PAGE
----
Unesco World Heritage Site

Maulbronn Monastery

Areal view of Maulbronn Monastery; photo: Staatliche Schlösser und Gärten Baden-Württemberg, Achim Mende
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The area around the monastery

Apart from the monastery complex, the surrounding landscape, sculpted by the Cistercians, also makes Maulbronn special. An ingenious water system, vineyards and former farmyards bear authentic witness to monasterial industry.

Maulbronn Monastery vinyards; photo: Staatliche Schlösser und Gärten Baden-Württemberg, Werner Hiller-König

Viticulture – an important part of monastery life

An independent enterprise

Cistercian monasteries were established primarily for religious reasons. However, to maintain their way of life, Cistercian monks were permitted to jointly own stretches of water, forests, vineyards, grassland and property. Cultivating and managing the surrounding landscape thus became a standard aspect of life in a Cistercian Order, as did the principle of self-sufficiency. Subsequently, geographical location was a key factor when founding a monastery.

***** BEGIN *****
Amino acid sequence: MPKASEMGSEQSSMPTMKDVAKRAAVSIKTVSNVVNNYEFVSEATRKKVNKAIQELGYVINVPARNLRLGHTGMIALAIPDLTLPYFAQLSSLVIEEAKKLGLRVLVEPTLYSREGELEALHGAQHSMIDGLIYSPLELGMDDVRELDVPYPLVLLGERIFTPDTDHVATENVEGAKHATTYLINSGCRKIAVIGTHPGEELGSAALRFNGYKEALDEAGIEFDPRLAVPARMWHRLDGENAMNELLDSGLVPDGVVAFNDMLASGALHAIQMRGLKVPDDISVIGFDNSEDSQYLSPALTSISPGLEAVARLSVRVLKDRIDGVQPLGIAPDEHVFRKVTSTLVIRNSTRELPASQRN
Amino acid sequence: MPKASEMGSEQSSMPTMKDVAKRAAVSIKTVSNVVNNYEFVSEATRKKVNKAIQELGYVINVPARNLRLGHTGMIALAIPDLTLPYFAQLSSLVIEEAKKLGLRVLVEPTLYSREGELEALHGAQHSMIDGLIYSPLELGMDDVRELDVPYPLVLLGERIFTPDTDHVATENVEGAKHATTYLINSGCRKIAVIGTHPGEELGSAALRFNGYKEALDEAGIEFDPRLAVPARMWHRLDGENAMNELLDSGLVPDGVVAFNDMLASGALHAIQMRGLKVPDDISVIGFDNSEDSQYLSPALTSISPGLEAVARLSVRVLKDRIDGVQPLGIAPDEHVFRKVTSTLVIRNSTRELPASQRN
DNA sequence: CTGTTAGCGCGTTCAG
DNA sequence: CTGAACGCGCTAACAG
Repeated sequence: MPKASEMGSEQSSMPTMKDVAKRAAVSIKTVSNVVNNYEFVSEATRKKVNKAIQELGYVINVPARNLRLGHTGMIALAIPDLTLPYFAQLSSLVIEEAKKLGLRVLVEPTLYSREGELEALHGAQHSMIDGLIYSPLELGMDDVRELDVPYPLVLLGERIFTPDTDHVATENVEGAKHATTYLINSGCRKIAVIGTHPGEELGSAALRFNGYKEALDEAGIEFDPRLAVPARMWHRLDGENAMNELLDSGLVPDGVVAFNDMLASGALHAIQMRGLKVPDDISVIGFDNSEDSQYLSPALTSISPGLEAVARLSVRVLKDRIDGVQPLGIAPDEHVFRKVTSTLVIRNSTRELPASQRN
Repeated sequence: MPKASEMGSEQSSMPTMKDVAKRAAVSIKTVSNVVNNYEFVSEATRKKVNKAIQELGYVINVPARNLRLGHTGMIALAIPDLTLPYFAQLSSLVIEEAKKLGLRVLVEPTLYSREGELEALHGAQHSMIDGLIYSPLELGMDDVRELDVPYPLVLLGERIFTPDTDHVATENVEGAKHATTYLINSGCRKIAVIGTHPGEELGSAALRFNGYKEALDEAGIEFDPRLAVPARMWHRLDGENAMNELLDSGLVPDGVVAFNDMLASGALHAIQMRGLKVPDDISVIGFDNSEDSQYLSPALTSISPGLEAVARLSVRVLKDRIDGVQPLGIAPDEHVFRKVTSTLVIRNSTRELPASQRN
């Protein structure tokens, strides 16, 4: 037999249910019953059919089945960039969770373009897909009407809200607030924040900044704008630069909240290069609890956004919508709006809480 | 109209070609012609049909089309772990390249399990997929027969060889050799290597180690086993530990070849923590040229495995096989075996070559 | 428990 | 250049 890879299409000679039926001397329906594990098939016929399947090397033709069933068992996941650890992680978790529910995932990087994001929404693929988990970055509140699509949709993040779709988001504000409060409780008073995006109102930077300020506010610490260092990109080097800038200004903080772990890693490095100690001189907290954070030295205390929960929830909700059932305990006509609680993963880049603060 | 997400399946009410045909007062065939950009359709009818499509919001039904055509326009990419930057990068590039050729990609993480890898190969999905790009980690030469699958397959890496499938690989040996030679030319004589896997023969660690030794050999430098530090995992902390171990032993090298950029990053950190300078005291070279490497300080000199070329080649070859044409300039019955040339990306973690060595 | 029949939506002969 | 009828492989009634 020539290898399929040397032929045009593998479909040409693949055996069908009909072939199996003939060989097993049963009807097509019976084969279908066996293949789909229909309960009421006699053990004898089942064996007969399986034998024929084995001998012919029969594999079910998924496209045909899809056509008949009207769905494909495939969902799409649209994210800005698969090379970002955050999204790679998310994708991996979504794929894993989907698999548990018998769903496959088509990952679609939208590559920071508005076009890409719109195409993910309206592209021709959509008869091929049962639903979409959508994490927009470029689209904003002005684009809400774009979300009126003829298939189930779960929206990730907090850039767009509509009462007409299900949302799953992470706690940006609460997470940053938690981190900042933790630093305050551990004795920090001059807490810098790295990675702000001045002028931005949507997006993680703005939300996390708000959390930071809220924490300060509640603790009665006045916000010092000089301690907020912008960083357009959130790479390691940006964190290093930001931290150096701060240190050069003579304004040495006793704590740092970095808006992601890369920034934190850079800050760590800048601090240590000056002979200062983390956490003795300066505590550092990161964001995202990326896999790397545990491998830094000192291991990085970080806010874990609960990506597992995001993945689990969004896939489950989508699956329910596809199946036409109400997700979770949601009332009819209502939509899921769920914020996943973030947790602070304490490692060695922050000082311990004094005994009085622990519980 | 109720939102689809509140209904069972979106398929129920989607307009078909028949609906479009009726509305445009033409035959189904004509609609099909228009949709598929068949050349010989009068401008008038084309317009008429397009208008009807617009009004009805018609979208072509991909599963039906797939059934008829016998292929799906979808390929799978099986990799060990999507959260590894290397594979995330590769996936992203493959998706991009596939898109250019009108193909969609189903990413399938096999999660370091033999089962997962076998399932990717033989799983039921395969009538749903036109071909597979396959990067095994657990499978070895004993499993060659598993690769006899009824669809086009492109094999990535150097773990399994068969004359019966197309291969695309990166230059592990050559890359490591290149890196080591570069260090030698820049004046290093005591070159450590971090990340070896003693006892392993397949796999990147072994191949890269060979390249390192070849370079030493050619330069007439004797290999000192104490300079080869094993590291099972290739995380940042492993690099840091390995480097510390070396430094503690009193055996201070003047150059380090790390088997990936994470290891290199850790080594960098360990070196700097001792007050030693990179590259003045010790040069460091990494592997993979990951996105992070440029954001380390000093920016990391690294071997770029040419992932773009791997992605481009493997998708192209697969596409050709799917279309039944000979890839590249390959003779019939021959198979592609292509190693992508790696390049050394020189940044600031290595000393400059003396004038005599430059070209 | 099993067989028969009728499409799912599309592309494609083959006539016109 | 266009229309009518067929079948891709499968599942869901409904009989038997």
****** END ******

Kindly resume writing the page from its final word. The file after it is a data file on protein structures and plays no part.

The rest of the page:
Maulbronn Monastery, Elfinger Hof grange; photo: Staatliche Schlösser und Gärten Baden-Württemberg, Werner Hiller-König

Elfinger Hof grange

Cistercians as large land owners

The Cistercians supported themselves primarily through handicrafts, agriculture and livestock. In order to manage their estates and accommodate their livestock, they established farms, known as granges, close to the monastery. At the beginning of the 12th century, Maulbronn monastery owned 17 granges. The lay brothers undertook most of the time-consuming manual labor and farming, and in exchange their prayer times were reduced.

Maulbronn Monastery mill; photo: Staatliche Schlösser und Gärten Baden-Württemberg, Arnim Weischer

Today , the monastery mill accommodates seminary students.

Early engineering achievement: the water system

Cistercians were famed for their water management skills. This is evidenced by the extensive system of artificially created waterways around the monastery. Construction of the water system commenced in the 12th century, which was extended in subsequent centuries. Cistercians regulated the water in the nearby Tiefer See lake using a special drain system, which also drove the mill inside the monastery walls. Diverting the course of the Salzach river created a drainage channel.

Maulbronn Monastery, Eppingen Lines; photo: Staatliche Schlösser und Gärten Baden-Württemberg, Carla Müller

Today, you can walk the Eppingen Lines

The Eppingen Lines, an 86-kilometer trench, are also part of the Maulbronn cultural landscape. Margrave Ludwig Wilhelm von Baden-Baden used socage labor to have the trench built between 1695 and 1697 in order to stop French raids during the  Nine Years’ War. The Eppingen Lines can be explored on foot, along a route of the same name, which stretches more than 40 kilometer from Eppingen to Mühlacker, with signs explaining its history along the way.

Other highlights of Maulbronn Monastery